How does this explain what we are seeing now—the seemingly purposeful decay of our cities, the willingness to allow crime to fester a little more each day, and the pushing of gender ideology on kids not even old enough to understand what sex is? Tucker has thoughts:

… leaders who don’t believe in God think they are God. And the last person you ever want is in charge is someone who is demonstrably insane. And anyone who thinks he’s God is by definition insane…

And that fact I would say, explains the majority of what we’re seeing now. The things that confused me as a middle-aged man was looking out on a country I don’t recognize, and more specifically of politics I don’t understand.

He points out that while once (some) people tolerated abortion as a necessary evil, now folks like Treasury Secretary Janet Yellen are now openly advocating it as a good thing, while others are happily pushing life-changing sexual surgeries on minors.

Despite all the difficulties facing our country, and the world, Carlson is still cheerful. In what to me was the most interesting segment, he explained why:

So why am I still in a good mood? I’ll start with this… I’m still in a good mood for two reasons. One, I think it’s my moral duty to give [sic] an obligation to be cheerful. I think it’s a small thing. Yeah, I mean…

But I think it’s your obligation. Like you’re not here that long. And moping….sometimes terrible things happen, a loved one dies, you get fired—in my case several times. You have an absolute right to wallow in it for a bit, but just for a bit. It’s immoral to lie in your own emotional filth and roll around in it… it’s immoral.

You have no right to do that.

I’m someone who’s on occasion felt sorry for himself, and as a person who loves this country, I’ve frankly been disheartened by first Joe Biden’s presidential victory, then his efforts to destroy America as we know it, and then more recently the deflating midterm elections. But Carlson is right—we were not put on this earth to mope and wallow around in our darker emotions. Me—or you—wallowing isn’t going to make anything better; it will just make things that much worse.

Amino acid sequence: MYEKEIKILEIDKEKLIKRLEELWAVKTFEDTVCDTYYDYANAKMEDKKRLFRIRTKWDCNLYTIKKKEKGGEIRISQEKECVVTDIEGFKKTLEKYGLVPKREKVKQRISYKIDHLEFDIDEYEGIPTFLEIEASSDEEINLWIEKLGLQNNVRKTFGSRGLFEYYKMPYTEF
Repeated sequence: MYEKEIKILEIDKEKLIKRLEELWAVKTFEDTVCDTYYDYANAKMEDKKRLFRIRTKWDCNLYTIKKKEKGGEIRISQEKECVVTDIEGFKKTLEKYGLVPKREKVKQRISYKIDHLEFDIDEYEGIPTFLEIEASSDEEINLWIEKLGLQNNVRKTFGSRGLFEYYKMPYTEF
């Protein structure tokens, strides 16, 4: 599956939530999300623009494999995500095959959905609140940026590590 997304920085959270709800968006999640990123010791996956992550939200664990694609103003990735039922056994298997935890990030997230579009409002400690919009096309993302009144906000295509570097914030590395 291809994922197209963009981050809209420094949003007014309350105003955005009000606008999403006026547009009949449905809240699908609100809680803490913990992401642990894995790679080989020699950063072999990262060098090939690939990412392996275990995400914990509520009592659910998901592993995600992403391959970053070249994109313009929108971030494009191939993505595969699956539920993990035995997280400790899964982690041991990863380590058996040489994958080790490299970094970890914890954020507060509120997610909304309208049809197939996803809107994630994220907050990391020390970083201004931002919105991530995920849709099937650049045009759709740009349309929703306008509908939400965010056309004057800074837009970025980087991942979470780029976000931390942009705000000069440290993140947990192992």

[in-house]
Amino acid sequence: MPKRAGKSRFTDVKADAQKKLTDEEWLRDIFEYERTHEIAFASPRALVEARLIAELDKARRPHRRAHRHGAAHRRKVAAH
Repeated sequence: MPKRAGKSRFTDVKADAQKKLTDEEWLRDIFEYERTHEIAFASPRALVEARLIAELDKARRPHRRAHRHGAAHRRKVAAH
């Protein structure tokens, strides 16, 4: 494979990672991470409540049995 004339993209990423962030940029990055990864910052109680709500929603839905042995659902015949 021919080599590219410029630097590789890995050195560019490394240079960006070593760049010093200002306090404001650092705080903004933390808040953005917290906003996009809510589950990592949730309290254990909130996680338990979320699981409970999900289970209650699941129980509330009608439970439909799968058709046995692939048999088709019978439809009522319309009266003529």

He closed out the talk with his theory, which he tells his kids, namely that the number one quality you should look for in a spouse is something simple: cheerfulness.  At first, that might sound trite and simplistic, even a little foolish. Carlson himself acknowledged with his trademark high-pitched laugh that he might sound like a late-night TV self-help guru. But here’s the thing: he’s absolutely right. I by the grace of God married someone who’s uplifting and full of happiness—even when things aren’t going her way—and it’s made all the difference to me. I can’t say I’ve been her equal in that department, but I’ve gotten better; and honey, if you’re reading this, I resolve to try harder to be grateful. (And yeah… I know I was supposed to take out the trash, but I was running late. I also resolve to take it out when I get back.)

I can’t sum up the entire speech in one article, but I found Carlson to be surprisingly philosophical and fascinating. I’ve seen glimpses of that side of him on his television show, but never to this extent. I didn’t see what I came to see, but I’m grateful for what he brought, and he gave me plenty of food for thought.

And if you’re not getting it yet, play this, then go forth and be a happy conservative warrior.